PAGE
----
Amnesty International’s Write for Rights is the world’s largest human rights event. Its history goes back 16 years when a young woman had just returned from traveling through Africa where she’d seen activists organizing 24-hour events to write protest letters to governments.
Her local Amnesty group in Poland decided to write Urgent Action appeals for 24 hours. They emailed their idea to other Polish groups, then their idea went viral. People started sending back pictures of themselves writing letters – by Niagara Falls, the Tower of London, in Japan, in Mongolia. It was a spontaneous, grassroots initiative that grew.
A letter - either hand-written or pre-printed - is still one of the most powerful tools we have as activists. When thousands of people write the same letter, our voices united cannot be ignored, and we help change lives for the better. As messages flood mailboxes, prisoners’ conditions improve or they are released. Torture stops. Executions are halted. Change happens. Hope grows.
Every year to mark Human Rights Day (the signing of the “Universal Declaration of Human Rights”) on December 10, hundreds of thousands of people around the world send letters and sign online petitions on behalf of someone they have never met as part of Write for Rights. Our messages help convince government officials to release people imprisoned for expressing their opinion (called “prisoners of conscience” by Amnesty), support human rights defenders, stop torture, commute death sentences, and end other human rights abuses.
Just this year on June 8, Write for Rights 2014 case Eskinder Nega, a former prisoner of conscience often thought of as the face of “Journalist at Risk”, spoke here at the New York Society for Ethical Culture shortly after his release. He, along with other prisoners of conscience Dr. Bekele Gerba, Soliyana Shimeles and Andualem Aragie, as well as African activists and politicians, were part of an Amnesty International panel: Human Rights Crisis in Ethiopia and Implications for Accountable Governments in East Africa. Mr. Nega stated several times that they would not be free today if not for people like us who write on their behalf.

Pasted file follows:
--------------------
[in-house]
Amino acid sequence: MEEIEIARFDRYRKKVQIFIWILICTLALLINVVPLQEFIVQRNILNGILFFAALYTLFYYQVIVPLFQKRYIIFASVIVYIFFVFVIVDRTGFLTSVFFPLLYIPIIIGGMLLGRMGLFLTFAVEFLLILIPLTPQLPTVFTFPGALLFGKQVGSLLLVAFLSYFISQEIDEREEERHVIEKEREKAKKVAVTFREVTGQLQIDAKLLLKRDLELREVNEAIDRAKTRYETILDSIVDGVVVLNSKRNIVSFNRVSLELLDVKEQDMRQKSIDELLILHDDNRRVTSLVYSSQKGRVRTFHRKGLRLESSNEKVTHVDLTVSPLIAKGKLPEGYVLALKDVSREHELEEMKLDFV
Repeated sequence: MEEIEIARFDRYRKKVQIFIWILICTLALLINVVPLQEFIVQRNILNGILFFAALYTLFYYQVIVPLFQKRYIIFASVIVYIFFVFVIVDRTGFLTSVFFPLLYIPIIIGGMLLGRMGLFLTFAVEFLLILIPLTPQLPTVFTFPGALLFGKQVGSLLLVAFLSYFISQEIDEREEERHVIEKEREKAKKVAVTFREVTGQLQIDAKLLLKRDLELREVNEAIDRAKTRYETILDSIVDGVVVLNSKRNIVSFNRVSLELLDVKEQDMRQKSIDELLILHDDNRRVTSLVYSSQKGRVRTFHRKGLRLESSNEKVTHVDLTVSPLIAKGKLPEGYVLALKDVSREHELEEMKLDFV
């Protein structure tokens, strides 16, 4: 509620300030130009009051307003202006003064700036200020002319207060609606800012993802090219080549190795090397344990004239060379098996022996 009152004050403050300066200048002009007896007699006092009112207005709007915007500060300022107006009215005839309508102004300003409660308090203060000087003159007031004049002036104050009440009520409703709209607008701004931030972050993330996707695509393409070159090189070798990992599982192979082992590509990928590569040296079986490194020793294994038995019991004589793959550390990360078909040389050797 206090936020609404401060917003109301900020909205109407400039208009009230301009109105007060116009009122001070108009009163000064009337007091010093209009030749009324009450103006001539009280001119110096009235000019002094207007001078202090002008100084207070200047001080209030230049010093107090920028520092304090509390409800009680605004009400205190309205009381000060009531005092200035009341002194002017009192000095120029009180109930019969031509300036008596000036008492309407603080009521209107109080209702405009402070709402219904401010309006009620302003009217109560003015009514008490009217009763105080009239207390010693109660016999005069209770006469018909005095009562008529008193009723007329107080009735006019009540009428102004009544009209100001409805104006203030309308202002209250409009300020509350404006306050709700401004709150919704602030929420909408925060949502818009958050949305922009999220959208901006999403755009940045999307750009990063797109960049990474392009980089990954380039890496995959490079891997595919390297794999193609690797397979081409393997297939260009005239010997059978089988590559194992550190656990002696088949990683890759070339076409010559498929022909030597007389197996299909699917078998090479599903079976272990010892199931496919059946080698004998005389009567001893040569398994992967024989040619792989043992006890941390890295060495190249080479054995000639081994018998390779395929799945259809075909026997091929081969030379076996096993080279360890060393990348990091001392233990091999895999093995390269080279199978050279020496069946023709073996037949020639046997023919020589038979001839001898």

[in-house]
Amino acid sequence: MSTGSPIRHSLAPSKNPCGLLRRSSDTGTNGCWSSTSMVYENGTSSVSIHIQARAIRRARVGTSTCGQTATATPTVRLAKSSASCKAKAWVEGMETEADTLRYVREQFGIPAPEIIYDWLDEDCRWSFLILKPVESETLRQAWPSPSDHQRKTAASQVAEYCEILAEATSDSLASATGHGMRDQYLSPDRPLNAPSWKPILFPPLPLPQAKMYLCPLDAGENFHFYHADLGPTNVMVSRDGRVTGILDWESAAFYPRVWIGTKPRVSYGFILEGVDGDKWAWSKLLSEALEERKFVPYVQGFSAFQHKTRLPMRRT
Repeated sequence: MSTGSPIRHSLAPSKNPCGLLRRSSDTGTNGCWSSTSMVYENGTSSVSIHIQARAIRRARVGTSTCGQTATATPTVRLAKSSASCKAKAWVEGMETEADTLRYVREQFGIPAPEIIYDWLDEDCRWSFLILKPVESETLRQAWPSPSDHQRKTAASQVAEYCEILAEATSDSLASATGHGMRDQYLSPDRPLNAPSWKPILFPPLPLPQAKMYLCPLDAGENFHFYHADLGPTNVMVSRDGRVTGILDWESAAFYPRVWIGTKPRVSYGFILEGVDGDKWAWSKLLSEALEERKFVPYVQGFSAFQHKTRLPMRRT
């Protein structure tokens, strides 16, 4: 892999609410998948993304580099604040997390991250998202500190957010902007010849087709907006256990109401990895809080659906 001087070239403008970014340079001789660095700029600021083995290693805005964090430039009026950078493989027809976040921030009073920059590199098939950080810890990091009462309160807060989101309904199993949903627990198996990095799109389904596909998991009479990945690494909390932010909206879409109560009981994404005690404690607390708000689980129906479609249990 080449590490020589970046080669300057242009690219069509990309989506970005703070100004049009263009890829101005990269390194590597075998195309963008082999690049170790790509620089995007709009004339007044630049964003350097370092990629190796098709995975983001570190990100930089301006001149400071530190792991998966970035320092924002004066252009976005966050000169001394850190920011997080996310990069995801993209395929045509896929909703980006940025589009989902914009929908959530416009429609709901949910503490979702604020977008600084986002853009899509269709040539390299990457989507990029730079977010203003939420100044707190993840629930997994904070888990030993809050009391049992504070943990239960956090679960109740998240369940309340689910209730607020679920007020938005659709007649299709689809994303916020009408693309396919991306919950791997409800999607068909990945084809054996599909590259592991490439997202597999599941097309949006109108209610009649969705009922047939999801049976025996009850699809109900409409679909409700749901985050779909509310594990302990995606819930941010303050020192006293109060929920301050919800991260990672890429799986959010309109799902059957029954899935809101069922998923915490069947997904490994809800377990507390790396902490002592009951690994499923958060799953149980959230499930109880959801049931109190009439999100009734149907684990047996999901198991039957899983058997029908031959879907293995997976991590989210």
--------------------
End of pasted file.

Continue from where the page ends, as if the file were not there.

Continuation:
How it works: Amnesty identifies ten urgent cases among their thousands of cases (prisoners of conscience, human rights defenders, torture survivors, and communities at risk) where global activism can make a huge impact. It supplies information on each case and prewritten letters. Participants can choose to just sign the letter and address the envelope, or to handwrite a personal letter with the information supplied. This year, we hope to surpass four-million actions and make a difference in the lives of all ten cases.
You can help. The human rights defenders in this year’s cases — all of them involving women — are counting on you. Some are in jail. Others are under dire threat. All of them targeted for their human rights work.
Please join us Sunday, December 9, at 1:00pm in Ceremonial Hall, as we partner with Amnesty International USA Group 9 and 280 to let the people in this year’s ten cases know they have not been forgotten. Amnesty will supply preprinted letters, envelopes, printed address labels, pens, case histories and refreshments. All you need to bring is yourself (return address labels are optional). International stamps for letters you sign would be greatly appreciated, but are not required.
Taner Kılıç, a 2017 Write for Rights case, spent over a year in prison for his peaceful human rights activism. People like you came together and helped both comfort him and pressure Turkish authorities to free him. After his release, Taner said, “To everyone who sent me countless letters from around the world I want to express my deep gratitude. While in prison, these actions lifted my spirit.”